Last month, I was trying to diagnose a P2096 for the downstream oxygen sensor reading too lean. The cure was a new downstream oxygen sensor. But, when the new sensor was installed, I started to get a P0141 for the oxygen sensor heater circuit. It ended up being a defective part and the heater circuit having less resistance than the original.
Another incident was the same story… a wheel bearing hub unit that had 36 poles on the encoder ring when it should have had 32. It was great until the test drive when it set a code for an erratic wheel speed sensor circuit.
These types of problems are productivity killers when you work on flat rate because you have to do the job twice, for no fault of your own. It is like scoring a touchdown, only to have it called back due to a holding penalty back at the line.
People like to complain about the complexity of modern vehicles. New technologies have changed how drivers use their vehicles and how technicians service them. But, the one thing hardly discussed is the sophistication and complexity of replacement parts.
Both incidents could have been avoided if a higher-quality part was used. Small details like the resistance in the heater circuit and poles on the encoder ring might seem inconsequential, but there is a big difference to the person installing the part and warranting the job.
It is only going to get worse as vehicles get more sophisticated. As these new technologies age, parts will need to be replaced. ADAS systems will need radar and camera sensors. Direct-injection vehicles will need high-pressure fuel pumps. Battery packs in hybrids and battery electric vehicles will need replacement.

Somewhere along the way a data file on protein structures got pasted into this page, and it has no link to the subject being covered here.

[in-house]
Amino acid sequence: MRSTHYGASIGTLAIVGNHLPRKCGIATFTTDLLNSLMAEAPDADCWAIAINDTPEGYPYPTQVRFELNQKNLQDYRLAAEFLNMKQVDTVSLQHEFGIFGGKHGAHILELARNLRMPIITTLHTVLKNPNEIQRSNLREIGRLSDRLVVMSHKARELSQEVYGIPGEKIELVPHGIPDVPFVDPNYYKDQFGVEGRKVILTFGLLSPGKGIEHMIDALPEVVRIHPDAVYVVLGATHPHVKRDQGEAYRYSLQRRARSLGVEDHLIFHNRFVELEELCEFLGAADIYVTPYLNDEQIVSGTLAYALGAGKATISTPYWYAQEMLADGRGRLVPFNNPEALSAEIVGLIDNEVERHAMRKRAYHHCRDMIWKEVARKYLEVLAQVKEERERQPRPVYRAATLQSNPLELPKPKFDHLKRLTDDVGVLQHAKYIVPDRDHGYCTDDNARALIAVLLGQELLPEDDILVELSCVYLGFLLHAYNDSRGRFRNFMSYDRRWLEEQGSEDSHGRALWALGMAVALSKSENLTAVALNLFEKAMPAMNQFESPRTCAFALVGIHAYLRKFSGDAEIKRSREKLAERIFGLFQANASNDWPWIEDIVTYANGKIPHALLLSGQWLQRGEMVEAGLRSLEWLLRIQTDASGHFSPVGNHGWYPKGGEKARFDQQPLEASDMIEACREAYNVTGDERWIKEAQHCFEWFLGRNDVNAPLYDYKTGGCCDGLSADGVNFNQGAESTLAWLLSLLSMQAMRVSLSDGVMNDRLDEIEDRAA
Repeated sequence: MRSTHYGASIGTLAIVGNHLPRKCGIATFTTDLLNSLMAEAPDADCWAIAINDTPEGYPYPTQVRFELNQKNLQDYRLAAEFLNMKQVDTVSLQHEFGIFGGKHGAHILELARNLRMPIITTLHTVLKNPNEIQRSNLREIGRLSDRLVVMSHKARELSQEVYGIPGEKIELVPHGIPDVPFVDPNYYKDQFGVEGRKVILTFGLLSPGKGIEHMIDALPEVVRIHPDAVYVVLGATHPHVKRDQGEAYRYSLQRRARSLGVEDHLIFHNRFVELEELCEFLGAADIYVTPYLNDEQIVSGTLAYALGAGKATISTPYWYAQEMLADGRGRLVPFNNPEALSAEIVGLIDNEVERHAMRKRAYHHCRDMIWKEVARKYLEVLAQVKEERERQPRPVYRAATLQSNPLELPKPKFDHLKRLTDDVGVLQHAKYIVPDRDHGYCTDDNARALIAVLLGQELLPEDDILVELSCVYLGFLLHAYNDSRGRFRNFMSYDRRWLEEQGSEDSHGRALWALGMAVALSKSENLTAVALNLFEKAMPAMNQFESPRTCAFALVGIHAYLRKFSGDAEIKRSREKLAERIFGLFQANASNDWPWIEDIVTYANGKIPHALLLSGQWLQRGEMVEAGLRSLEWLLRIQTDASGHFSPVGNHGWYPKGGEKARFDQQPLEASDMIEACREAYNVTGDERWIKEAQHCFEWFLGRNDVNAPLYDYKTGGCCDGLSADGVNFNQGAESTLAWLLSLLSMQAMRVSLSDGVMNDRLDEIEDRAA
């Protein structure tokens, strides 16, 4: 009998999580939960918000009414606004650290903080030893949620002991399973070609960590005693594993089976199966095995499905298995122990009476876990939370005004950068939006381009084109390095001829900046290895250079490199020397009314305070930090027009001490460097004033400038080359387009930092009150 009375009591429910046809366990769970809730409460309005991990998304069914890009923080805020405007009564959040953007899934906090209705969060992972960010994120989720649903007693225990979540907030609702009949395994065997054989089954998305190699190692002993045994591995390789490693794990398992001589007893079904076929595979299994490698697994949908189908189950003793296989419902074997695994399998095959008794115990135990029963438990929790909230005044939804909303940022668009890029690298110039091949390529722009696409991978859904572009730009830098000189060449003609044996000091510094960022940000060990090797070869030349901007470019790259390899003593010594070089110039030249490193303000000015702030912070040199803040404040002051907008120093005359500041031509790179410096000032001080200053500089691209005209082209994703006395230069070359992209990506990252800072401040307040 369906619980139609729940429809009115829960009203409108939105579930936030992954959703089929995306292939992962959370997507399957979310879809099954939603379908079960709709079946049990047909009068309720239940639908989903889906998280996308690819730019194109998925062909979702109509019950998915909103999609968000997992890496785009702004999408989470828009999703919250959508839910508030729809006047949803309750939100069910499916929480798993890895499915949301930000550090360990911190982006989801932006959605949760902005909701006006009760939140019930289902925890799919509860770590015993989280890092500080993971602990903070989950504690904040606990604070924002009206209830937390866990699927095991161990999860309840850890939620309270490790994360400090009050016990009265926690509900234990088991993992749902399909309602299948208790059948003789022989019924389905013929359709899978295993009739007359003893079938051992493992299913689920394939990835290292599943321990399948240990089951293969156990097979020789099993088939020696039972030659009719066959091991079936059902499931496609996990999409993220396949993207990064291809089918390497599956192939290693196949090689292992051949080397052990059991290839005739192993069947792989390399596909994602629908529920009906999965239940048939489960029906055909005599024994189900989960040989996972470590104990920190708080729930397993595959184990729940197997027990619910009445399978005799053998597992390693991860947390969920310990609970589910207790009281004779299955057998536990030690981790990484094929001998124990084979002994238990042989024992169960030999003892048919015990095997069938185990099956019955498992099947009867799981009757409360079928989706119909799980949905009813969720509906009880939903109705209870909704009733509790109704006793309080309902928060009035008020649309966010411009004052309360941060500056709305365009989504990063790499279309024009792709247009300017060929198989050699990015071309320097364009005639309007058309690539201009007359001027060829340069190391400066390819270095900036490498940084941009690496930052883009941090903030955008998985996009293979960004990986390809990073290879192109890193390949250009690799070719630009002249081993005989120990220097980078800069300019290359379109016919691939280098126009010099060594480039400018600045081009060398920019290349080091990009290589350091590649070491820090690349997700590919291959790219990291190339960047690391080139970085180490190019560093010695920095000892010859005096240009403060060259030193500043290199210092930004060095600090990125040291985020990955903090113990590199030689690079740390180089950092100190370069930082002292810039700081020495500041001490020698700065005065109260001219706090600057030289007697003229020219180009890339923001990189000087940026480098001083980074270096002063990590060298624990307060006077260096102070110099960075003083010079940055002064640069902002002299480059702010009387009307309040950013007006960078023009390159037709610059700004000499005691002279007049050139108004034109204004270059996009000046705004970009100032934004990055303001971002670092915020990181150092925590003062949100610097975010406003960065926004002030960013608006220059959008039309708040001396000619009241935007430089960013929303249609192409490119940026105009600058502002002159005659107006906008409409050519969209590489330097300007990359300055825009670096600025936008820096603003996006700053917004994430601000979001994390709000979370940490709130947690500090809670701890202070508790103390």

What will happen if that radar sensor estimates a distance at 53 feet instead of 50? What if a direct-injection high-pressure fuel pump can’t produce enough pressure due to poor machining? Or, what if a battery pack is not properly sealed?
At best, the irregularity will result in a comeback with a light on. At worst, it could impair the safety of the vehicle. Motor vehicles are not like other consumer products. If they are not performing as designed, it is a threat to the occupants, other motorists and even the environment.
There are very few regulations on the books regarding the quality or safety of replacement auto parts. Unlike many products like children’s toys, food and drugs, there are no government agencies specifically for replacement parts. About the only guardrail in place is the National Highway and Traffic Safety Administration’s OVI database that can track accidents and customer complaints. It is only if something goes extremely wrong like a fatal accident, that government officials get involved.
This puts shops in a very interesting position. We are essentially the regulators in our industry. While we don’t have an office in Washington, DC, shops are the last line of defense against low-quality/high-tech auto parts. Issuing fines to manufacturers is not an option. However, shops can regulate the industry by enforcing the use of high-quality replacement parts.
Essentially, it becomes survival of the fittest. If a brand of parts has a great reputation and hasn’t caused a comeback, stick with that brand. If a part is selling strictly on price and availability, but is of questionable quality, don’t order the part. If we don’t order low-quality parts, chances are reputable parts sources will not stock the part. Also, support manufacturers that offer training. With more sophisticated parts needing replacement, training will be required to do the job correctly the first time.